Act now to avert water crisis, says OUR boss
HEAD OF the Office of Utilities Regulation (OUR) Albert Gordon is warning that Jamaica is facing a major water crisis, and this is not because of the almost inevitable drought that will come next year.
"There is a crisis in that the infrastructure that exists now is in serious need of upgrade and expansion, and if you want to prevent similar situations, such as the problems with the drought which will come because of the changing weather conditions, there has to be action," Gordon told The Gleaner on the fringe of a media luncheon yesterday.
system needs updating
"The system is very vulnerable, and it needs to be updated," added Gordon.
He said the system used to treat waste water across the island is in no better condition and a crisis also looms in that area.
"There are still at least 16 towns that need central treatment systems and the network in Kingston covers only 30 per cent of the population. The on-site systems in Kingston, most of them are failing now, and that is contaminating the groundwater.
"So when you put everything together, the entire system needs major investment upgrade, overall, for it to satisfy and meet the requirements going forward," said Gordon.
The OUR boss argued that contrary to the belief in some quarters, the water crisis is not confined to parishes in the eastern end of the island as persons in several other parishes are facing major woes.
"Unfortunately, a lot of people in these rural communities have grown accustomed to getting water once a week, or once every two weeks, so they have accepted the situation," said Gordon.
He said the OUR will be working with the Inter-American Development Bank (IDB) to stage a major conference early next year to highlight the problem and look at solutions.
"The aim of that conference is to look at the major issues affecting the sector, chart a path forward and, hopefully, get the multilaterals involved to secure financing for the projects that will be necessary to take the sector forward, so that it can sustainably support the development of the other sectors in the country," said Gordon. He also argued that the society needed to understand the urgency of the problem.
resources are available
Gordon rubbished claims that the resources are not available to finance the work needed to avert the crisis and that the capacity to do the work is not available.
He said the multilaterals, including the IDB, have been willing to finance the projects with loans which could come in at a one per cent interest rate, with a five-year moratorium and 20 years to repay.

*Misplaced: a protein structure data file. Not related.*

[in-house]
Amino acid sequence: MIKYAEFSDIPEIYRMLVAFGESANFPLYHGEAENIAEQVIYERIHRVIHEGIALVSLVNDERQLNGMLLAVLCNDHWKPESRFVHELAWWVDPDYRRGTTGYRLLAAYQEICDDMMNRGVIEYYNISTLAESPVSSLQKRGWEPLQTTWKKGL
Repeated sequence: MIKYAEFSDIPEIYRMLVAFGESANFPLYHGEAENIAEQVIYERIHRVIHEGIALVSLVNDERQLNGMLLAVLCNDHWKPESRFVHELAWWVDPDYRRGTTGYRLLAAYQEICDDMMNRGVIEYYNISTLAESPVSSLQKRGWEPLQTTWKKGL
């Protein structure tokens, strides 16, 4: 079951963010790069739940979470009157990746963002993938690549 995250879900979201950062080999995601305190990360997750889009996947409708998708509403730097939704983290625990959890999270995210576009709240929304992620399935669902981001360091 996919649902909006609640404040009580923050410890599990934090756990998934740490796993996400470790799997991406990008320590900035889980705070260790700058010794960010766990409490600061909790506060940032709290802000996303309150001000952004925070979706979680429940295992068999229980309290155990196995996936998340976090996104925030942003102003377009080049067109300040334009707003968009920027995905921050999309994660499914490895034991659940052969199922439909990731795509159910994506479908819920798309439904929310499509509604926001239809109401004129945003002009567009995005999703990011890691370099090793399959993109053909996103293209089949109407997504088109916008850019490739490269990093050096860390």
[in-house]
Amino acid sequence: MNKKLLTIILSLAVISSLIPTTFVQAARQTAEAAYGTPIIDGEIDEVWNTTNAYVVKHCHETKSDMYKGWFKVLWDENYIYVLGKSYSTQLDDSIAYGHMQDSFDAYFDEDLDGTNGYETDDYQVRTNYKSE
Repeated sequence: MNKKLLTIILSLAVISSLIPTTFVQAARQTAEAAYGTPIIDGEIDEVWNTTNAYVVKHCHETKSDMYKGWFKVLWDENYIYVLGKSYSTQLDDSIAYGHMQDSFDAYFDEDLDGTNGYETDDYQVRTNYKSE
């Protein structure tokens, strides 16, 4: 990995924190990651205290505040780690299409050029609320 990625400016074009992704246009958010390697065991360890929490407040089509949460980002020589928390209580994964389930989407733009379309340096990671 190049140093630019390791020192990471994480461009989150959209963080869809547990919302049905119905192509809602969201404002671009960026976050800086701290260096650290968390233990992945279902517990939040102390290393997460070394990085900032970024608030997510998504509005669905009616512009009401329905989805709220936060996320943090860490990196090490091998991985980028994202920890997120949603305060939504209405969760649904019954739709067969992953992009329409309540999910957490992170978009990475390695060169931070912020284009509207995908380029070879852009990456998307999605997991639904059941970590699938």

That issue was put on the front burner in March with Opposition Spokesman on Finance Audley Shaw expressing concern over the long delays in the implementation of a critical IDB-funded project aimed at significantly reducing the amount of water being lost by the National Water Commission (NWC).
Shaw charged that nearly four years had elapsed and the project was still languishing, adding that the IDB had informed him that the money was not being taken up on an aggressive basis.
At that time, Minister of Water, Land, Environment and Climate Change Robert Pickersgill admitted that the IDB had earmarked US$42 million for the restoration of leaking infrastructure in the NWC's system.
He said he had forwarded a plausible explanation to the IDB as to why the project had been delayed.
"We can't fool around with US$42 million, and (from) the proposals that came, it boils down to two big companies, and there was an aspect of it that was a bitter pill for me to swallow so, in terms of the procurement, it has taken some time ... the requests for proposals were scandalously high," declared Pickersgill at the time.
But for Gordon, who once headed the NWC, there is no more time to lose.
"At this point, I don't think we have a choice, so where there is a lack of capacity, we have to put capacity in place. The financing is available and, when you implement most of these projects, the NWC and the sector will become more efficient and this does not have to translate into higher rates," said Gordon.
He charged that there would be no significant economic growth until the water crisis is fixed.
"There are some major projects which have been in the pipeline for some time, such as those intended to reduce losses ... ; those are ongoing and will have some impact, but there is still a whole lot more to be done," added Gordon.